The title of his talk will be:

    "Is Anthropology Just for White People?  Deconstructing Institutionalized Racism in an Academic Department"

    Dr. Whitehead describes his talk:

    I am currently trying to complete the writing of a professional and personal memoir tentatively titled The Education and Emancipation of a Negro Anthropologist: The Good, the Bad, the Ugly and the Bullshit, and this presentation takes excerpts from the Bad, the Ugly, and the Bullshit sections of that manuscript. But after receiving the invitation from WAPA, I have decided to also use this presentation to initiate a larger study that asks one major research question: “How are some academic departments allowed to practice decades of admitting very few African American graduate students, or hiring very few African American faculty within universities that have long espoused student and faculty diversity?” The focus here is on Anthropology, with a secondary research question: “If Anthropology is the study of human diversity, would not the discipline be enhanced through training a diverse pool of anthropologists?”

     This project takes into consideration that anthropology has not had a natural attraction to most African American students, and those of other non-white groups. Similarly, in many cases, it has not been a field that parents of color have seen as an attractive profession for their children, usually because of perceptions of a lack employment opportunities, or livable salaries. However, a number of senior anthropologists, particularly those of color, have written about the institutionalized racism that operates in graduate school admissions and hiring practices excluding students and faculty of color even when they do apply. The purpose of this work is to demonstrate that there are pervasive institutional attitudes and practices that contribute to a persistence of whiteness in those departments, as well as in the discipline as a whole.  At the same time, most anthropologists, including those based in academic departments, have built their individual careers, and the field as a whole, predominantly through ongoing studies of peoples of color.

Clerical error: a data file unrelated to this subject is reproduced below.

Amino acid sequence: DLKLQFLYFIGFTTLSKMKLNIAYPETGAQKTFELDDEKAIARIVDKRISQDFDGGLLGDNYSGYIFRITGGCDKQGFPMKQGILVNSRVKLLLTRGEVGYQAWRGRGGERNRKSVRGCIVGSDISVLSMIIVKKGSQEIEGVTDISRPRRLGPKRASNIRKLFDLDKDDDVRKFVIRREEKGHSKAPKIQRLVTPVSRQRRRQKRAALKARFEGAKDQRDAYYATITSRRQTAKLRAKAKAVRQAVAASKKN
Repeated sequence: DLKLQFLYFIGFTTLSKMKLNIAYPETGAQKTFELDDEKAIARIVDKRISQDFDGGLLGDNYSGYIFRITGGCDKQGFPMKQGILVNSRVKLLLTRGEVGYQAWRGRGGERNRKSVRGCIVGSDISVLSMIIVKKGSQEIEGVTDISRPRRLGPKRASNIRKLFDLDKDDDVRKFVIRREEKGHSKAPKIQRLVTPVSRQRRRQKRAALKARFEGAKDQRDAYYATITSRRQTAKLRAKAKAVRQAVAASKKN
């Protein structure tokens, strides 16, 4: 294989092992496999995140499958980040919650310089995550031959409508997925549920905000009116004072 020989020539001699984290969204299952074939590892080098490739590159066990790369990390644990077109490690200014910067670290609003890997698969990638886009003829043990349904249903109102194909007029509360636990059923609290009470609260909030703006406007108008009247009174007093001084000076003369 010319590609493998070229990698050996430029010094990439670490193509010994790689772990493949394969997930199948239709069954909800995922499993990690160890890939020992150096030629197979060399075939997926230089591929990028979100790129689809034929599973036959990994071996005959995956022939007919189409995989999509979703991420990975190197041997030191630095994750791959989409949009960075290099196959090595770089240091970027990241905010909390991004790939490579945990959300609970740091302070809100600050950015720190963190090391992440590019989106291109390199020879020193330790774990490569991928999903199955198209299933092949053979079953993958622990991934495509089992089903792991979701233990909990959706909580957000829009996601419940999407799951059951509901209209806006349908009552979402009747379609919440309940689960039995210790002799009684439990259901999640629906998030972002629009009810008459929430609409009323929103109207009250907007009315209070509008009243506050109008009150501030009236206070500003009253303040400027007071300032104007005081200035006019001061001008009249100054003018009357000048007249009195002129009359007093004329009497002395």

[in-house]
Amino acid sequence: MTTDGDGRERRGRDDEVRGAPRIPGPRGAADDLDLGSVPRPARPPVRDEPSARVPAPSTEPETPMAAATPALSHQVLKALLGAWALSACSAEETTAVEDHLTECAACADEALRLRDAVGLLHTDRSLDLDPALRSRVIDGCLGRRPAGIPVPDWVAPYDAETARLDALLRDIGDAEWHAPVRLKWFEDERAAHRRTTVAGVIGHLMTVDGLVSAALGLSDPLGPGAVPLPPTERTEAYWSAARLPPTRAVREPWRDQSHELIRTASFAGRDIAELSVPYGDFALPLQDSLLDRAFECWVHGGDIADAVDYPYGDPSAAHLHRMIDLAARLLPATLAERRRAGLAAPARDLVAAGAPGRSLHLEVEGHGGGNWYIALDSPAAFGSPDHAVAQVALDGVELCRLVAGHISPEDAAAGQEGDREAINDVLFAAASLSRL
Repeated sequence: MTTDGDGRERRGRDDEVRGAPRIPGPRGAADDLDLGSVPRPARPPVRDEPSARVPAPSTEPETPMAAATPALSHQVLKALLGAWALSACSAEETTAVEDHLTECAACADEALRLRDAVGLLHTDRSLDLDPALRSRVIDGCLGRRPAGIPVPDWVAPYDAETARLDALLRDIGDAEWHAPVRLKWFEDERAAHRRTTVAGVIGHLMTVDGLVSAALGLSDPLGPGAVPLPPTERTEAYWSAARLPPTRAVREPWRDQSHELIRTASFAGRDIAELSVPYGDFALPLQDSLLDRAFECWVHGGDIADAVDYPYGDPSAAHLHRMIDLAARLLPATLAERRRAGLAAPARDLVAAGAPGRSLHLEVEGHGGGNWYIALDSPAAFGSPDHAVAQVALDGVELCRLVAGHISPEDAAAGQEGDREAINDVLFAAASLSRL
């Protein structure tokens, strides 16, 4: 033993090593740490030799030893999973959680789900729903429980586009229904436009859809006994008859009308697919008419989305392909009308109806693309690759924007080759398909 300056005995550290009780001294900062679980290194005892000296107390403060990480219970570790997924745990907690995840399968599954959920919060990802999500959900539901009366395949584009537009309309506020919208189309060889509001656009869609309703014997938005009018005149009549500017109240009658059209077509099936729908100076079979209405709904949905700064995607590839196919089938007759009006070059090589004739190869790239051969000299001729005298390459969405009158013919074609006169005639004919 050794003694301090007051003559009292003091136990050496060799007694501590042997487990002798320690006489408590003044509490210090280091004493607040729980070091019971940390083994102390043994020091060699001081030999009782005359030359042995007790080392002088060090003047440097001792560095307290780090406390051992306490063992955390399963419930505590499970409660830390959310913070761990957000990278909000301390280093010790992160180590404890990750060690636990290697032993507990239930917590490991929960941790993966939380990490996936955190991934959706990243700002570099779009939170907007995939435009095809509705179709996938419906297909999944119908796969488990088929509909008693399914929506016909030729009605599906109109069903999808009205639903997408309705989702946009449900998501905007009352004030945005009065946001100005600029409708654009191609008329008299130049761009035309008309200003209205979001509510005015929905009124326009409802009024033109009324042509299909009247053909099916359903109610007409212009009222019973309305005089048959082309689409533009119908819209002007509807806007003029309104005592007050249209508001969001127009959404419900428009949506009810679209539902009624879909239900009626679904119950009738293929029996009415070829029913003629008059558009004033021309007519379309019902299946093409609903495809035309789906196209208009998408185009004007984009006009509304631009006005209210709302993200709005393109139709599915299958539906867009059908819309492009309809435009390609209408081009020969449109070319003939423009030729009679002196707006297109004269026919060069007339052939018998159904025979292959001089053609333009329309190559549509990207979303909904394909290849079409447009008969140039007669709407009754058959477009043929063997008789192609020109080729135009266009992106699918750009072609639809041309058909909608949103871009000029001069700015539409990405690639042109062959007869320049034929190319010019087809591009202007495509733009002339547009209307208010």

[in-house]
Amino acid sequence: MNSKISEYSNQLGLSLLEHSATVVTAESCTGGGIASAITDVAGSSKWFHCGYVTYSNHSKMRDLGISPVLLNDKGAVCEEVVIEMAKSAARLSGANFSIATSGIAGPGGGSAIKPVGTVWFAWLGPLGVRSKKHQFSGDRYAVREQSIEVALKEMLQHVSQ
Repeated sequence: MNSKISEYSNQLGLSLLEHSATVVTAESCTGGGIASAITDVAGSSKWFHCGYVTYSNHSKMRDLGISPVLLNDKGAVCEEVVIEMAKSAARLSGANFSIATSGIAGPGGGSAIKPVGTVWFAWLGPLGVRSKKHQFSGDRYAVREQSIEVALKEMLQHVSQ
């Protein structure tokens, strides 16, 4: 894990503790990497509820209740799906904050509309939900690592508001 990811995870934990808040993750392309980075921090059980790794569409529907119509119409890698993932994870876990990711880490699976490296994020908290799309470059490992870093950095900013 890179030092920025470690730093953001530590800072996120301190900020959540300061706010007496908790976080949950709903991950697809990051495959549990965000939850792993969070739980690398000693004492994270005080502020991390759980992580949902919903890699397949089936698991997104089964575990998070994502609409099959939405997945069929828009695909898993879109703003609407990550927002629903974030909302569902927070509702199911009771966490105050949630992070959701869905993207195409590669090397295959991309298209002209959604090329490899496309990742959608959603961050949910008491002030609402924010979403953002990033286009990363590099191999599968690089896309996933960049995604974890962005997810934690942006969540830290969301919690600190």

This WAPA presentation will focus on one specific department, drawing on its record of graduate admissions and faculty hiring, and the observations and experiences of the only two African American anthropologists hired in the department over a 30-year period. For the larger study, I propose: (1) to locate and interview the few African American graduate students who completed the department’s master’s degree over that same period (none have been admitted into the Department’s PhD program in its 10-year history); (2) to conduct an additional literature analysis of works by other senior anthropologists (to gain longer historical perspectives; and (3) if time permits, conduct interviews of some of those authors. Among the issues explored will be examples of impacts on the health, and personal and professional well- being of faculty members of color negotiating their survival and success in these white cultural spaces. Beyond the issue of race, other factors will also be explored, which might help us better understand a range of factors that contribute to persistent whiteness within a discipline that owes so much to human diversity, and perhaps come up with more effective strategies both within and beyond the discipline to address the human wages of persistent whiteness.

    Tony Whitehead, Ph.D., Ms. Hyg.